It sounds like we make our sourdough quite differently. We have it in a preserving jar in the fridge wth the lid on loosely. When we want to bake we bring it to room temperature, give it a feed with equal parts water and flour, usually a cup, then once its done its bubble up thing we take out what we need to bake. The recipe we use is 500g of starter, 650g flour, 350ml water and 1 tsp salt. It makes two loaves. We give what is left another feed, half a cup of flour and water, pop it back in the jar and stick it back in the fridge until next time. We’ve had this one going for nearly 7 years now.

    Like

    • ladyredspecs
      June 27, 2016

      I think there are as many recipes and methods for sourdough as there are bakers. I like to have some flexibility with the size and number of loaves I bake, rarely the same twice, so this works for me.

      Like

  2. Gretchen
    June 14, 2016

    What a useful chart. Luckily I have three boys who don’t mind having sourdough pancakes if I have leftover starter!

    Liked by 1 person

  3. Pingback: revised overnight sourdough, and the trouble with no bubbles | ardysez

  4. Gather and Graze
    June 8, 2016

    Wow, both of those loaves look amazing Sandra! Well done both of you… and totally admirable to find ways of reducing food waste.

    Like

    • ladyredspecs
      June 8, 2016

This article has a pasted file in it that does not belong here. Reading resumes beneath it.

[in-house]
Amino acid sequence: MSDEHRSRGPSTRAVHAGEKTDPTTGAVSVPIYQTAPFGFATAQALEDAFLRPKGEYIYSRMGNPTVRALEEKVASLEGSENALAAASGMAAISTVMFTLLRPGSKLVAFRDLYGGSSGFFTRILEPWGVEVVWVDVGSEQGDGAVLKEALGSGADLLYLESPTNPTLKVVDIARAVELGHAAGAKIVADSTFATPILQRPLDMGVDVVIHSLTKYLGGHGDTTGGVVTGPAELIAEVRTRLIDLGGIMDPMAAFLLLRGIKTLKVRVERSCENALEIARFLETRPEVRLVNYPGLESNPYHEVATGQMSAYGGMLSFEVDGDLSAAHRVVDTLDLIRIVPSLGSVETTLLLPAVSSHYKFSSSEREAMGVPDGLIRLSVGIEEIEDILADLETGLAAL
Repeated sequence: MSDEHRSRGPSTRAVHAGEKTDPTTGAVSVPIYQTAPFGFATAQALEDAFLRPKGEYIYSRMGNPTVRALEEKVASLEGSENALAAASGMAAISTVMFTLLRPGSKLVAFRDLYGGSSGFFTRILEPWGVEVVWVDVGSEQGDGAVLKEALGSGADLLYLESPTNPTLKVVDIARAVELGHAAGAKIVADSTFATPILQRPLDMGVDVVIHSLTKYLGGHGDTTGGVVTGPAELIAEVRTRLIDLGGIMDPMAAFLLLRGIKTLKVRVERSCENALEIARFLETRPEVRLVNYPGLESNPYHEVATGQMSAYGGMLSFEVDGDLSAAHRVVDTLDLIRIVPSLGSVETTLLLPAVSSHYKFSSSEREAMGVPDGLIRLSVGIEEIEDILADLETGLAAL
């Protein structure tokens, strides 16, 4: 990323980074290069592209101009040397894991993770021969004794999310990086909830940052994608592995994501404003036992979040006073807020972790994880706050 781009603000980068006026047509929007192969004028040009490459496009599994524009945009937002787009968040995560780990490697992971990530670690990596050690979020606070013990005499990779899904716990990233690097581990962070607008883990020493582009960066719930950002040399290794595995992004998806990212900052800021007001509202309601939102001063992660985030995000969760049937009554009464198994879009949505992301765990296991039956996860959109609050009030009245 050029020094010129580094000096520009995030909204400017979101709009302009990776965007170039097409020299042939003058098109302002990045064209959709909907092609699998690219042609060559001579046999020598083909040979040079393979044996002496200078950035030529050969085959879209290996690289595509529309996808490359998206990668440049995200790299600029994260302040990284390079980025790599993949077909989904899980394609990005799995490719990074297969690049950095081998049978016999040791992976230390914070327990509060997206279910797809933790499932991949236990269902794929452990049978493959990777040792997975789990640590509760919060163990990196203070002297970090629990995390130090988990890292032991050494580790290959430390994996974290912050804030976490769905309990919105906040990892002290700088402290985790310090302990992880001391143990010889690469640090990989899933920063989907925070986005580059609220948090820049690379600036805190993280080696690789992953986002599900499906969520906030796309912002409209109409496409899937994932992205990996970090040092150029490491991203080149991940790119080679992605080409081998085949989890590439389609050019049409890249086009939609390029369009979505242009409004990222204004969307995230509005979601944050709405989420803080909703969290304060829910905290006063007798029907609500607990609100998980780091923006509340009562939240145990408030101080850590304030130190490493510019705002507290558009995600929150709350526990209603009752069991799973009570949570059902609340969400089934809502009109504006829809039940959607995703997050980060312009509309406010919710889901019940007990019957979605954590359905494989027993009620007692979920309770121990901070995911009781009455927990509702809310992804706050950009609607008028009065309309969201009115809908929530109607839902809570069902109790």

Never dreamt in a million years that Mal and I would spend time in the kitchen cooking together. It remains to be seen if it begins and ends with bread…

      Like

  5. M. L. Kappa
    June 8, 2016

    Well done him!

    Like

  6. Lisa @ cheergerm
    June 7, 2016

    You will be able to have sourdough ‘cook-offs’! Waste not, want not. I am a big believer in using up scraps of everything as well. Nice one.

    Like

  7. katechiconi
    June 7, 2016

    Sigh…. I really miss good bread. I haven’t yet found a good GF flour mix for regular yeasted breads, let alone one that will behave with sourdough starter. And as for making that starter… Oh well, it’s probably just as well, as if I had access to good bread I’d probably be the size of a house.

    Like

    • ladyredspecs
      June 7, 2016

      Are you gluten intolerant? Being able to bake slow fermented 100% spelt sourdough totally upended my love/hate relationship with bread. Even GF made me sick.

      Like

      • katechiconi
        June 8, 2016

        Not intolerant, full blown coeliac, so I can’t eat spelt or any other wheat variant at all, or barley, oats or rye.

        Like

      • ladyredspecs
        June 8, 2016

        My issues are minor in comparison to coeliac disease Kate, although there are lots more food I have to avoid.

        Like

    • ladyredspecs
      June 7, 2016

      I can provide dried sourdough starter if you find a way…..

      Like

      • katechiconi
        June 8, 2016

        It would need to be started on a GF flour base…. 😦